Journal of Diabetes & Metabolism

Journal of Diabetes & Metabolism
Open Access

ISSN: 2155-6156


Joseph Prandota

Joseph Prandota

5 Bartla Str., Wroclaw

  • Review Article
    T. gondii Infection Acquired during Pregnancy and/or after Birth may be Responsible for Development of both Type 1 and 2 Diabetes Mellitus
    Author(s): Joseph PrandotaJoseph Prandota

    Recently, it was suggested that maternal T and potentially B cells transferred during pregnancy and/or the breast milk feeding and their encounter with the antigen in mesenteric lymph nodes might play a role in development of type 1 diabetes mellitus (T1DM). T. gondii infection during gestation and/or after birth may be responsible for development of both T1DM and T2DM in children, adolescents and adults because: a) maternal microchimerism in peripheral blood was demonstrated to be significantly higher in patients with T1DM compared to unaffected siblings and healthy subjects, b) transmission of T. gondii as a Trojan horse in various types of eukaryotic cells, including T and B lymphocytes, c) swallowing by the fetus of amniotic fluid containing infected leukocytes and other cells, d) elimination of T. gondii in the breast milk during lactation, e) involvement of mesenteric lymph node.. Read More»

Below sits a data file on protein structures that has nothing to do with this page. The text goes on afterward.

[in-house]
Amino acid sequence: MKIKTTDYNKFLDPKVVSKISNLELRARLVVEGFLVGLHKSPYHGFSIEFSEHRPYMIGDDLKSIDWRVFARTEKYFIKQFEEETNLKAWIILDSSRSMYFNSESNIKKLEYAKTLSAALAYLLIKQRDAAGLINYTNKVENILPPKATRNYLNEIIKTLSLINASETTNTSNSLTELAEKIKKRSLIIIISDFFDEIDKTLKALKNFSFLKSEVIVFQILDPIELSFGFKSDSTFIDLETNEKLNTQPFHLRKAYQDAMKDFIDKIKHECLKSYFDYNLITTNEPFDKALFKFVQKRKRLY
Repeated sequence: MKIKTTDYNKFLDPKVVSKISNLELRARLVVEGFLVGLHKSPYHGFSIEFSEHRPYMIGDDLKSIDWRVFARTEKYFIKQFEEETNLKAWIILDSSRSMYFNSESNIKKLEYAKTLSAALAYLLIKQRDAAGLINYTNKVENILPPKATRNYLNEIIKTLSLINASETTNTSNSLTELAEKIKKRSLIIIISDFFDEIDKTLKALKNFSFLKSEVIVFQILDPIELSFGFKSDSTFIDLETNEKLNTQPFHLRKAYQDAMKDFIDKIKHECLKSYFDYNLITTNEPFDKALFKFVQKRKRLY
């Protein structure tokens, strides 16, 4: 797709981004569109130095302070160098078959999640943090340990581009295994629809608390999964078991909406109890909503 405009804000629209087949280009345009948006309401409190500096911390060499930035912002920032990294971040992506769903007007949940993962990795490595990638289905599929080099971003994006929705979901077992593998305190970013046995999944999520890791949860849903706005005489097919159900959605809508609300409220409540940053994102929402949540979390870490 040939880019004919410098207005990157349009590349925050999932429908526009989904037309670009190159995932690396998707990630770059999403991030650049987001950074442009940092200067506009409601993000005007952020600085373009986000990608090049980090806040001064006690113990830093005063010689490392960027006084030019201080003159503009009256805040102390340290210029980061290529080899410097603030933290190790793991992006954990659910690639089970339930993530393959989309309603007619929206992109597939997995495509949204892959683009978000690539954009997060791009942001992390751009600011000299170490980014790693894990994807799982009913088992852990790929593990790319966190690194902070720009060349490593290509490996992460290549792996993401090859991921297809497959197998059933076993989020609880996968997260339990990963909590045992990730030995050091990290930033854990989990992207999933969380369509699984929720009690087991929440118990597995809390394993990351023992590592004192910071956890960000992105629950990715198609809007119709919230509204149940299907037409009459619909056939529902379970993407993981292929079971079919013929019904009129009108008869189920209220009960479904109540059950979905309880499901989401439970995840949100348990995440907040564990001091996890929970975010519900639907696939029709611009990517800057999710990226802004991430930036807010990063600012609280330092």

DOI: 10.4172/2155-6156.1000241

    Abstract PDF

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